Markets In Your Community

Business born out of love and necessity grows with capital

Adrienne Metz’s path to entrepreneurship began after two of her aunts underwent chemotherapy for breast cancer. Losing their hair as part of the treatment, they told her, was one of the most devastating effects.

“They felt so vain and so embarrassed to say it, but they said, ‘The hardest thing was when I lost my hair,” Adrienne says. “And they just didn’t expect to react that way. [Chemo patients] don’t want to leave the house – it’s a real problem. It really just destroys your confidence.”

The solution she developed-a comfortable, secure head covering for women undergoing chemotherapy-became the basis for a growing small business that’s on track to sell 58,000 garments this year alone.

The product is the Chemo Beanie, a unique design Adrienne developed with guidance from her aunts Danielle Fournier and Angelle Albright, both breast cancer survivors.

The head covering originated from a need. After Danielle’s cancer diagnosis in 2010, the family combed shops in hopes of finding just the right head covering for her anticipated hair loss. The problem: they could find no such garment.

Scarves and bandanas were difficult to hold in place; caps left the back of the head and neck exposed; wigs looked unnatural; and other products targeted to chemo patients were uncomfortable and low quality. As her aunt described what she needed, Adrienne spotted an opportunity.

“Why don’t they have this thing?” she says. “Why don’t they have something that stays in place? She was basically describing this thing that eventually became chemo beanies.”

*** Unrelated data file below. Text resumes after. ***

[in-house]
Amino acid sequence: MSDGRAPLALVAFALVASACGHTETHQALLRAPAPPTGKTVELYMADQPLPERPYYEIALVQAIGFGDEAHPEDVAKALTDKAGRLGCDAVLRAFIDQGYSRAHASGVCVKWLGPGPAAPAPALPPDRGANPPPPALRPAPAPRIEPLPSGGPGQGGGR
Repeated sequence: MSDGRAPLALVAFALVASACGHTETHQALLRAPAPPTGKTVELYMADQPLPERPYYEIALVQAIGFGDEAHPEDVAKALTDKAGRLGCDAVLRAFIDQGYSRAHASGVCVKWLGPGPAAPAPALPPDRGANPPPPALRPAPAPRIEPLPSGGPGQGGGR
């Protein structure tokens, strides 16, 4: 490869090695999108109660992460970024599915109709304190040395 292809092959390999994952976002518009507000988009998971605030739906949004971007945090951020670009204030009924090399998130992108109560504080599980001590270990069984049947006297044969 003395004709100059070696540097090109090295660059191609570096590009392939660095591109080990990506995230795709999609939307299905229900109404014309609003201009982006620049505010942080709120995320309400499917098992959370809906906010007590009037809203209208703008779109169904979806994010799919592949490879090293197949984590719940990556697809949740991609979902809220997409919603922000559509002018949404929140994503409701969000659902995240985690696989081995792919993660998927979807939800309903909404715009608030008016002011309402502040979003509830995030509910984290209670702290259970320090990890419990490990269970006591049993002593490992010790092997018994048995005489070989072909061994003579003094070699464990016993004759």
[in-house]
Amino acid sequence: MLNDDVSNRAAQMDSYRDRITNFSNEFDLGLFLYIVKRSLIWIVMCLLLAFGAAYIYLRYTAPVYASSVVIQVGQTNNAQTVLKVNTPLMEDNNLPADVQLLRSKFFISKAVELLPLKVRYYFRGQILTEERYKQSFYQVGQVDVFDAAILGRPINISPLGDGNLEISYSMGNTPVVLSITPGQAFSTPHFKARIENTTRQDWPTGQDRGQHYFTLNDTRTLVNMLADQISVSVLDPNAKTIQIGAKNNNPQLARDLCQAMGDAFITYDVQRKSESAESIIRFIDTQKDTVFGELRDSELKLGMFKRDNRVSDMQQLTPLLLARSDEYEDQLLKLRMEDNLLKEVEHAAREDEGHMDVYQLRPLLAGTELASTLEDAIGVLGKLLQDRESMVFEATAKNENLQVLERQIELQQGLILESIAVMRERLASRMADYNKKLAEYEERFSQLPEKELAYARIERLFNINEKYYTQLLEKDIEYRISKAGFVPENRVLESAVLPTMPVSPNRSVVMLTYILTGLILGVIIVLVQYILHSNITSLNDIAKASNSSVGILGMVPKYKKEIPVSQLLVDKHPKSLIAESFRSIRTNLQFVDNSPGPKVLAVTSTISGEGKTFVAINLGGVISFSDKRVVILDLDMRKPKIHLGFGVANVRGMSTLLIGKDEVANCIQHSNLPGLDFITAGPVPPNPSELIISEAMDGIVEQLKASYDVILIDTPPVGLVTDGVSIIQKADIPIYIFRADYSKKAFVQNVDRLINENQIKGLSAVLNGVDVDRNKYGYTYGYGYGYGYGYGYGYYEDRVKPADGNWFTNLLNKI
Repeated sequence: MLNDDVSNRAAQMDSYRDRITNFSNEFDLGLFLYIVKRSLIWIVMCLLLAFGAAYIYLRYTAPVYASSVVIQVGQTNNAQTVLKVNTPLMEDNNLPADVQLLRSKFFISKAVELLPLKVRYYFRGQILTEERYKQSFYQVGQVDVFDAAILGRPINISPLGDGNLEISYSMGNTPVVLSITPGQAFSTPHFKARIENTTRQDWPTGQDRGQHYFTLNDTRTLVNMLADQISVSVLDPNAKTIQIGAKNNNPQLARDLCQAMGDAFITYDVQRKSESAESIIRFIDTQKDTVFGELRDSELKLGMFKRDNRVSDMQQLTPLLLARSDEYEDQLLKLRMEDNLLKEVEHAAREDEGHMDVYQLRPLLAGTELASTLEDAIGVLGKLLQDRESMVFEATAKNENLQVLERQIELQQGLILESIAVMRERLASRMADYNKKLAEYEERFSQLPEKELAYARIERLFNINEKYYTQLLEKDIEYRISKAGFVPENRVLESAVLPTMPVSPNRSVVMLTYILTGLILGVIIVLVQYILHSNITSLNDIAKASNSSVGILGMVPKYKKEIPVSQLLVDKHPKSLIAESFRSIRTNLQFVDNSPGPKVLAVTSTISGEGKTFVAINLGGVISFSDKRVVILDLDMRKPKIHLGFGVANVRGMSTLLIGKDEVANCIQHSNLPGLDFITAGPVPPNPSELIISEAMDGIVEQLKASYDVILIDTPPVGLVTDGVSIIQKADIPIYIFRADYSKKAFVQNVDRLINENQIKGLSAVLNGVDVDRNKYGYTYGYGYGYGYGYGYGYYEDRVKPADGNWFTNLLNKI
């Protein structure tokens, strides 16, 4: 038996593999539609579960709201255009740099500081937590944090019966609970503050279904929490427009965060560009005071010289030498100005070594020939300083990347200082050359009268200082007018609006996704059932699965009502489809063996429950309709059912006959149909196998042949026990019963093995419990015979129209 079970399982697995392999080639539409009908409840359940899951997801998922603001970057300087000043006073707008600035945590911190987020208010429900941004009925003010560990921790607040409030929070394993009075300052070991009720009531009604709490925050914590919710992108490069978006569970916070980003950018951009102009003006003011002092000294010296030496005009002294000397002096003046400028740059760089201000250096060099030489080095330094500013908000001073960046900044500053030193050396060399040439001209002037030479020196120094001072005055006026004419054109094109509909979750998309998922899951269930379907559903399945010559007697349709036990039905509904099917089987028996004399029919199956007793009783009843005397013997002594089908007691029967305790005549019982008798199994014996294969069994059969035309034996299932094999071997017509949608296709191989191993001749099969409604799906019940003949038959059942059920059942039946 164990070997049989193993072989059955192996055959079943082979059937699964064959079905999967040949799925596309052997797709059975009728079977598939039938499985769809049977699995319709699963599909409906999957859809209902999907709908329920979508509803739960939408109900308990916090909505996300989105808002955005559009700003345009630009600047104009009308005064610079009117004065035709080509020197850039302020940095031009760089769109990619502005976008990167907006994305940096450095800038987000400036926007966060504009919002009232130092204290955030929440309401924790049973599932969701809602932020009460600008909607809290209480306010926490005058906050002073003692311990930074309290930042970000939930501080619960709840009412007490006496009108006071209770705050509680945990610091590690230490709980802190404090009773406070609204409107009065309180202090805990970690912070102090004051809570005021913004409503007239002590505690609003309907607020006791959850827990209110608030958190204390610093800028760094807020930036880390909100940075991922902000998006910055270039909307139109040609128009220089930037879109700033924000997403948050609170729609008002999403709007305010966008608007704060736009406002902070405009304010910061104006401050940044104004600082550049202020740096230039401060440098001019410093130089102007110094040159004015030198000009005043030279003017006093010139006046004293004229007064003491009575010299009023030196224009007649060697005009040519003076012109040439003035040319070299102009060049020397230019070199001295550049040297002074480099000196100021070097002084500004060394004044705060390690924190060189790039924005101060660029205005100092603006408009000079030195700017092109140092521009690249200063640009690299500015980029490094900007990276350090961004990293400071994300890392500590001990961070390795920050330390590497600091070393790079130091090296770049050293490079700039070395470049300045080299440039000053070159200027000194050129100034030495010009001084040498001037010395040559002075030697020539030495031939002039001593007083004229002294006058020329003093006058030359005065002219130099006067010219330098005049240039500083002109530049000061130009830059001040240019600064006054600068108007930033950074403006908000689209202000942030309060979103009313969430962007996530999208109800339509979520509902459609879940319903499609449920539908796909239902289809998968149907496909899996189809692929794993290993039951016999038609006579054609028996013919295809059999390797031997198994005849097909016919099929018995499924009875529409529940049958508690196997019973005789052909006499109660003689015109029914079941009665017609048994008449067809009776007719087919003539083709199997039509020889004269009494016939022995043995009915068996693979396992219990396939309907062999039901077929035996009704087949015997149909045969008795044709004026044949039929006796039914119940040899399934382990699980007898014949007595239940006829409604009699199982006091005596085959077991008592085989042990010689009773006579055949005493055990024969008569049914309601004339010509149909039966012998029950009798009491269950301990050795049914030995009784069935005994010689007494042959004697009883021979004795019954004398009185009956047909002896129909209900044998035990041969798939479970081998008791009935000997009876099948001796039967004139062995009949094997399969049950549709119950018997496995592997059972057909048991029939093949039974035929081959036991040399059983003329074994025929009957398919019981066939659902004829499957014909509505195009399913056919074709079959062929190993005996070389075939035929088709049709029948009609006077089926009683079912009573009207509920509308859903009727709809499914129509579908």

Adrienne took up the challenge, working with a seamstress where she lives in southern California to develop prototypes based on advice and feedback from her aunts. Adrienne shipped the prototypes to Danielle at home in Covington, Louisiana, where she served as a one-woman focus group, offering constructive assessments of what worked and what didn’t. They soon arrived at a version that satisfied her criteria.

What started with the need to provide her aunt with comfortable headwear to help her through her cancer treatments soon grew into something larger, as other patients admired Danielle’s headwear and asked where they could get one for themselves.

“The motivation was that she have something to wear, because her hair was falling out,” Adrienne says. “But as we developed it, it was pretty clear that there was nothing else like this in the market. Then I realized, I think we have a business here…. It was so clear that if we wanted to sell these then we could.”

Adrienne incorporated Chemo Beanies LLC soon thereafter. It’s a true family business: Adrienne serves as CEO, with her three aunts and mother as co-owners of the company.

What makes Chemo Beanies different

As Adrienne explains, the Chemo Beanie compensates for the shortcomings of other options. Made from soft, breathable fabrics, it’s designed to be both comfortable and secure.

“I have to feel every fabric and make sure it’s soft,” Adrienne says. “That’s just a key criteria. I could find the most beautiful fabric and if I don’t think it’s soft enough, it won’t pass the test.”

There are currently 38 styles, each branded with the first name of a Chemo Beanies customer. The naming gives an intensely personal touch to the product, which goes some way toward explaining the strong response from customers.